During the petition, creditors might be included if there are liens on the property. Debt on the property solidifies the plaintiff’s case to partition by sale.

Partition of Property among Family Members 

When it comes to homes and similar real property, the physical division can lead to limited property value access or deterioration. Therefore, partition by sale is one of the most commonly leveraged approaches to divide property among family members. It works for divorced couples after the separation, siblings that fall out after inheriting a single home, or brothers that fall out after co-buying a home.

The court petition is only used if any of the parties involved contests the move to sell or partition. Otherwise, the family can sell the property and move on happily.

 Partition Action California

As defined in the California Code of Civil Procedure C.C.P. 872.210, a property co-owner has the right to request a partition. The partition action doesn’t result in a new title in the property.

The eventual outcome can be the termination of the entire ownership through a sale or the termination of one of the owner’s interests in the property.

Rents, expenses, debt, profits, and easement are part of the considerations in partitioning and distribution of proceeds. Primarily, though, the court considers each co-owner’s shares in the property when deciding on division and distribution.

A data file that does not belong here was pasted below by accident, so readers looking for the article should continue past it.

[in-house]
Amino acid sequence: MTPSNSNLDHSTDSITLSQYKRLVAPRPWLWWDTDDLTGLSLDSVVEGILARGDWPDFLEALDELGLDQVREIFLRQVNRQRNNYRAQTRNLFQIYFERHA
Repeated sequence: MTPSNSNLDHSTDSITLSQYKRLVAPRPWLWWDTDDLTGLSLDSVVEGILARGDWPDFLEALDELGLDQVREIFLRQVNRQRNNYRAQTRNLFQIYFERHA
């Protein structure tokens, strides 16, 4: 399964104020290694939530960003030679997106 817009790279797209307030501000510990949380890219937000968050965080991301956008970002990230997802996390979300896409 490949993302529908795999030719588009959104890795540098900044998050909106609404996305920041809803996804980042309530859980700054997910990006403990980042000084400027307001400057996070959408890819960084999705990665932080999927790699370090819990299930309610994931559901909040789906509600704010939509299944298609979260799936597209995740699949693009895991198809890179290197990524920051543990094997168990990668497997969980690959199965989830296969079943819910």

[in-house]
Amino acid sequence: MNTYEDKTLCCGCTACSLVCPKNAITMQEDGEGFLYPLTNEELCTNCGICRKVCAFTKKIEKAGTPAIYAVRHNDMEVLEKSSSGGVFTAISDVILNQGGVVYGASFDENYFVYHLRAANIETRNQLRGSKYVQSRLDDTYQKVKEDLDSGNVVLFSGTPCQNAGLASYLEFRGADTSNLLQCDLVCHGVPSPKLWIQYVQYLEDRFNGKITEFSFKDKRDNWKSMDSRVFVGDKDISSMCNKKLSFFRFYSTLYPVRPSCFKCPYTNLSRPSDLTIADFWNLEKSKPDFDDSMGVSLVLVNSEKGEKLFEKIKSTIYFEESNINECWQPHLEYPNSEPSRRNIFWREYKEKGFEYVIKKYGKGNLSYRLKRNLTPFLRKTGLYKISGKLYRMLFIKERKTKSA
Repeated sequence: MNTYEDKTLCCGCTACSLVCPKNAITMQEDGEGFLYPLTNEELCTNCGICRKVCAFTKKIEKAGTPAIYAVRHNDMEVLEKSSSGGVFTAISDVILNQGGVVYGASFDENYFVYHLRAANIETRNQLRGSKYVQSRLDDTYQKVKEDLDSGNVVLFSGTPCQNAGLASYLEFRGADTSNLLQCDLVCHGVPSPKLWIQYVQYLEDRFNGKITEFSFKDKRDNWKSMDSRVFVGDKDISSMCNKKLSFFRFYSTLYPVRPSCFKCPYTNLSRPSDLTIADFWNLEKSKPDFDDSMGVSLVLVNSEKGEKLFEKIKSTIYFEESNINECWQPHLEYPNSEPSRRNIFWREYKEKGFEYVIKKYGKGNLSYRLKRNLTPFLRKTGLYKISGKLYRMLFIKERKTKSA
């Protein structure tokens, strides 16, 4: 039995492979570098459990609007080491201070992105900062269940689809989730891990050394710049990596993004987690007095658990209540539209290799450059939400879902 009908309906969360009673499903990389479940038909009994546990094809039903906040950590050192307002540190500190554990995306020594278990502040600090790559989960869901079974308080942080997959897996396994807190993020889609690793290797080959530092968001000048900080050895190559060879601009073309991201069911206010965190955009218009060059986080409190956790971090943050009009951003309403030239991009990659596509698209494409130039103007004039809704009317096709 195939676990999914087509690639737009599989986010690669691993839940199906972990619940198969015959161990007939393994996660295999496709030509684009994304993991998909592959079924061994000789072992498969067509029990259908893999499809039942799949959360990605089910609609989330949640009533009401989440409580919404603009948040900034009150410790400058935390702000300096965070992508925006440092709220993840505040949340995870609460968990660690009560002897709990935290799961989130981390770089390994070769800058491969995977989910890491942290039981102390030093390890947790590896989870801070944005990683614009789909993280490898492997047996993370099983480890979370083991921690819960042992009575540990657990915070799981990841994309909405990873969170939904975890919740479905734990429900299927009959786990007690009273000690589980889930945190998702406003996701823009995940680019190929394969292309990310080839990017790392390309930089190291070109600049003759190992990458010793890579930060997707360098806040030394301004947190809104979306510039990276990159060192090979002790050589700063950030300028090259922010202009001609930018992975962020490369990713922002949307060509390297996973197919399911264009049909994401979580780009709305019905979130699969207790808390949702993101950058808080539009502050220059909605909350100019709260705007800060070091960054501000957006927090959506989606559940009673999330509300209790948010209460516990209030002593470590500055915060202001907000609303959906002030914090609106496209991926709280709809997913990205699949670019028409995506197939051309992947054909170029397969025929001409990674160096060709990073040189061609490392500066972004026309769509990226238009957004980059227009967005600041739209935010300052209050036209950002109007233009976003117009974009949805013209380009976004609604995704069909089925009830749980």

Based on California Law Civil Procedure Code section 872.210, you can file for partition action if:

  •  You and your co-heirs can’t agree to sell or keep an inherited home.
  • You want a fair division of property after a divorce.
  • You are an investment partner that wants out of the jointly owned property.

Partition Legal Definition

Legally, a partition is a court-ordered division or sale of property, mostly real estate, two or more individuals own that. A co-owner has a right to seek partition.

The court ordered division can be a partition in kind or forced sale partition. With partition in kind, property such as land is physically split between the parties of interest. In a forced sale partition, property (a house) is sold, and the money is shared between the parties of interest.

The petition to partition is a legal tool designed to resolve disputes between co-owners. Its outcome is a court-ordered physical division or sale of the property for fair sharing of proceeds among co-owners. Mediation is the key to stopping a petition to partition.